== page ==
UKIP: the threat to Labour

An upcoming by-election illustrates how worried the Labour party should be.

With the UKIP party conference starting tomorrow, the Labour party finally seem to be taking the threat seriously but their failure to deal with it sooner has created discontent in the party.

The clearest sign of this realisation was shadow foreign secretary Douglas Alexander’s speech yesterday on the final day of the party conference, saying UKIP does “pose a risk.” Reminiscing about the rise of the SNP during the 1980’s, Alexander recognised the potential of UKIP doing the same in Scotland and stealing Labour voters.

MP Michael Dugher also reinforced this view, and recognised that Labour “have not talked” about immigration, which could be a large contributing factor in traditional Labour voters defecting to UKIP. However, Dugher went on to attack UKIP as being “more Tory than the Tories”, slating their policies. An example used was the UKIP tax cut to millionaires.

So, just how much of a threat is UKIP to Labour? The upcoming by election in Heywood and Middleton will be one of the best indicators, and despite the seat having a 6,000 Labour majority, there is real concern amongst Labour members that UKIP will be able to persuade disaffected voters to switch their allegiance. Worries about immigration are real problems in areas such as Heywood, and Farage’s strong rhetoric on tackling the issue puts UKIP in a good position. Additionally, the constituency is part of Rochdale, meaning in all likelihood UKIP will use the child sexual exploitation scandal that took place in this Labour area, as fuel in their campaign. On the same day as the Clacton by-election that UKIP are predicted to win, Labour must be realising there is not only a substantial threat to the Conservatives from UKIP, but also to them.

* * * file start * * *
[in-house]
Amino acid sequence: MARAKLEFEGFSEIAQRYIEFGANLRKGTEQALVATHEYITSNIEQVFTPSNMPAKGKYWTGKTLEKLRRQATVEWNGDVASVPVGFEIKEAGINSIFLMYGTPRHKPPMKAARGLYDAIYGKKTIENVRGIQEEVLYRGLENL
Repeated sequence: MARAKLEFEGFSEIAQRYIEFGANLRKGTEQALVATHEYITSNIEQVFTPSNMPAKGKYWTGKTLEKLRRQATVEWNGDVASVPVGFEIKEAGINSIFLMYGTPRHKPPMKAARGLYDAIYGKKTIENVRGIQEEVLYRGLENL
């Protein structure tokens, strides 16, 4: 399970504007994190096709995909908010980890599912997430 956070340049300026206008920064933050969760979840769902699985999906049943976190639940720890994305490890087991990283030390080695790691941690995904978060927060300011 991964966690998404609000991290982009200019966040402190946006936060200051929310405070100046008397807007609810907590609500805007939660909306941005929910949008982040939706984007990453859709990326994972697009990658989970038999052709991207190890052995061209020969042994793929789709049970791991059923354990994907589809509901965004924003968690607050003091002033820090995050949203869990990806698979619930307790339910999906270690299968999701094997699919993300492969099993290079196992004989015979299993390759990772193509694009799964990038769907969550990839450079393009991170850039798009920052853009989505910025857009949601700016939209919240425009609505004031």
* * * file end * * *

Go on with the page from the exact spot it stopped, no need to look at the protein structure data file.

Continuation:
UKIP has targeted several other key seats in the North, the majority of which are in traditional Labour areas that have always voted Labour. Farage has used the examples of Great Grimsby and Rotherham, describing their chances as “huge” due to a “gap in the market.”

UKIP’s conference is taking place in Miliband’s seat of Doncaster; yet another direct challenge to a party that, one might argue, has woken up to what has been staring them in the face for months, too late. The threat to Labour then is clear, but can they seize what has always been their monopoly in the market back from the outsiders rapidly moving in?